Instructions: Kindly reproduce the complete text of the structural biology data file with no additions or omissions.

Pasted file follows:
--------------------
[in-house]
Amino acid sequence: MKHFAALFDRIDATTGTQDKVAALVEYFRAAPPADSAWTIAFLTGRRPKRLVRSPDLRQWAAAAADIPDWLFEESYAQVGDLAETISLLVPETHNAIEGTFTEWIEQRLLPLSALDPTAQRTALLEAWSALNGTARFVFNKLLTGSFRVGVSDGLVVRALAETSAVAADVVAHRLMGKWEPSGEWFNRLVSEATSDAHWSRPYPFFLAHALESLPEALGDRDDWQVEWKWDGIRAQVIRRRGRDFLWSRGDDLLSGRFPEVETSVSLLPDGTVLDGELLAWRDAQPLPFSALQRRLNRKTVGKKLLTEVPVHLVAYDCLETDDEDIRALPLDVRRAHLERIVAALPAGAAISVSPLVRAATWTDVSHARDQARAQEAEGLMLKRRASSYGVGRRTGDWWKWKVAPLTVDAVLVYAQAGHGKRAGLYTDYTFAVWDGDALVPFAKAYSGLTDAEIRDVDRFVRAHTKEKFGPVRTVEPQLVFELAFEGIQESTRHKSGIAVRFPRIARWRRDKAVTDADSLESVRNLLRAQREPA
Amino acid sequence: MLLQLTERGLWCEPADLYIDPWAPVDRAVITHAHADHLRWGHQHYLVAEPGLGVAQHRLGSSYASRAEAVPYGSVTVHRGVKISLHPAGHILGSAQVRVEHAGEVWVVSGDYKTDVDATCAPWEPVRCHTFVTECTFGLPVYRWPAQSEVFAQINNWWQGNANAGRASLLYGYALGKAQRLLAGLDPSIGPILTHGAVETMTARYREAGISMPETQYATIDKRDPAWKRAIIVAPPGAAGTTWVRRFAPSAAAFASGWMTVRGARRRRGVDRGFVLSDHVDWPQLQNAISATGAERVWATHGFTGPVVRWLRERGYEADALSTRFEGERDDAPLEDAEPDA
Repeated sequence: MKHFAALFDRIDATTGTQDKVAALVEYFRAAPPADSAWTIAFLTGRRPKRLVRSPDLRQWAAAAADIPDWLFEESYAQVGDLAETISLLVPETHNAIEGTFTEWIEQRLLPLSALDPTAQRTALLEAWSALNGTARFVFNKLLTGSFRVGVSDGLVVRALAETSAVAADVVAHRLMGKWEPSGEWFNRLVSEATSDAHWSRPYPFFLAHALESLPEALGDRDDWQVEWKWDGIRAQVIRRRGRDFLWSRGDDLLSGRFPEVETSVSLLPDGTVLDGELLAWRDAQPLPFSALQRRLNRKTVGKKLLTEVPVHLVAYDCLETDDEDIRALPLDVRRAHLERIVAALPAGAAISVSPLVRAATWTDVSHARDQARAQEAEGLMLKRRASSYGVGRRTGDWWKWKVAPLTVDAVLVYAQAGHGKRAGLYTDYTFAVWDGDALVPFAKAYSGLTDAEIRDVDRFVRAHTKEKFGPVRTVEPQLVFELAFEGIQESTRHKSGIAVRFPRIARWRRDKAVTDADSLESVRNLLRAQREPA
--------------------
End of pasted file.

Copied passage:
[in-house]
Amino acid sequence: MKHFAALFDRIDATTGTQDKVAALVEYFRAAPPADSAWTIAFLTGRRPKRLVRSPDLRQWAAAAADIPDWLFEESYAQVGDLAETISLLVPETHNAIEGTFTEWIEQRLLPLSALDPTAQRTALLEAWSALNGTARFVFNKLLTGSFRVGVSDGLVVRALAETSAVAADVVAHRLMGKWEPSGEWFNRLVSEATSDAHWSRPYPFFLAHALESLPEALGDRDDWQVEWKWDGIRAQVIRRRGRDFLWSRGDDLLSGRFPEVETSVSLLPDGTVLDGELLAWRDAQPLPFSALQRRLNRKTVGKKLLTEVPVHLVAYDCLETDDEDIRALPLDVRRAHLERIVAALPAGAAISVSPLVRAATWTDVSHARDQARAQEAEGLMLKRRASSYGVGRRTGDWWKWKVAPLTVDAVLVYAQAGHGKRAGLYTDYTFAVWDGDALVPFAKAYSGLTDAEIRDVDRFVRAHTKEKFGPVRTVEPQLVFELAFEGIQESTRHKSGIAVRFPRIARWRRDKAVTDADSLESVRNLLRAQREPA
Amino acid sequence: MLLQLTERGLWCEPADLYIDPWAPVDRAVITHAHADHLRWGHQHYLVAEPGLGVAQHRLGSSYASRAEAVPYGSVTVHRGVKISLHPAGHILGSAQVRVEHAGEVWVVSGDYKTDVDATCAPWEPVRCHTFVTECTFGLPVYRWPAQSEVFAQINNWWQGNANAGRASLLYGYALGKAQRLLAGLDPSIGPILTHGAVETMTARYREAGISMPETQYATIDKRDPAWKRAIIVAPPGAAGTTWVRRFAPSAAAFASGWMTVRGARRRRGVDRGFVLSDHVDWPQLQNAISATGAERVWATHGFTGPVVRWLRERGYEADALSTRFEGERDDAPLEDAEPDA
Repeated sequence: MKHFAALFDRIDATTGTQDKVAALVEYFRAAPPADSAWTIAFLTGRRPKRLVRSPDLRQWAAAAADIPDWLFEESYAQVGDLAETISLLVPETHNAIEGTFTEWIEQRLLPLSALDPTAQRTALLEAWSALNGTARFVFNKLLTGSFRVGVSDGLVVRALAETSAVAADVVAHRLMGKWEPSGEWFNRLVSEATSDAHWSRPYPFFLAHALESLPEALGDRDDWQVEWKWDGIRAQVIRRRGRDFLWSRGDDLLSGRFPEVETSVSLLPDGTVLDGELLAWRDAQPLPFSALQRRLNRKTVGKKLLTEVPVHLVAYDCLETDDEDIRALPLDVRRAHLERIVAALPAGAAISVSPLVRAATWTDVSHARDQARAQEAEGLMLKRRASSYGVGRRTGDWWKWKVAPLTVDAVLVYAQAGHGKRAGLYTDYTFAVWDGDALVPFAKAYSGLTDAEIRDVDRFVRAHTKEKFGPVRTVEPQLVFELAFEGIQESTRHKSGIAVRFPRIARWRRDKAVTDADSLESVRNLLRAQREPA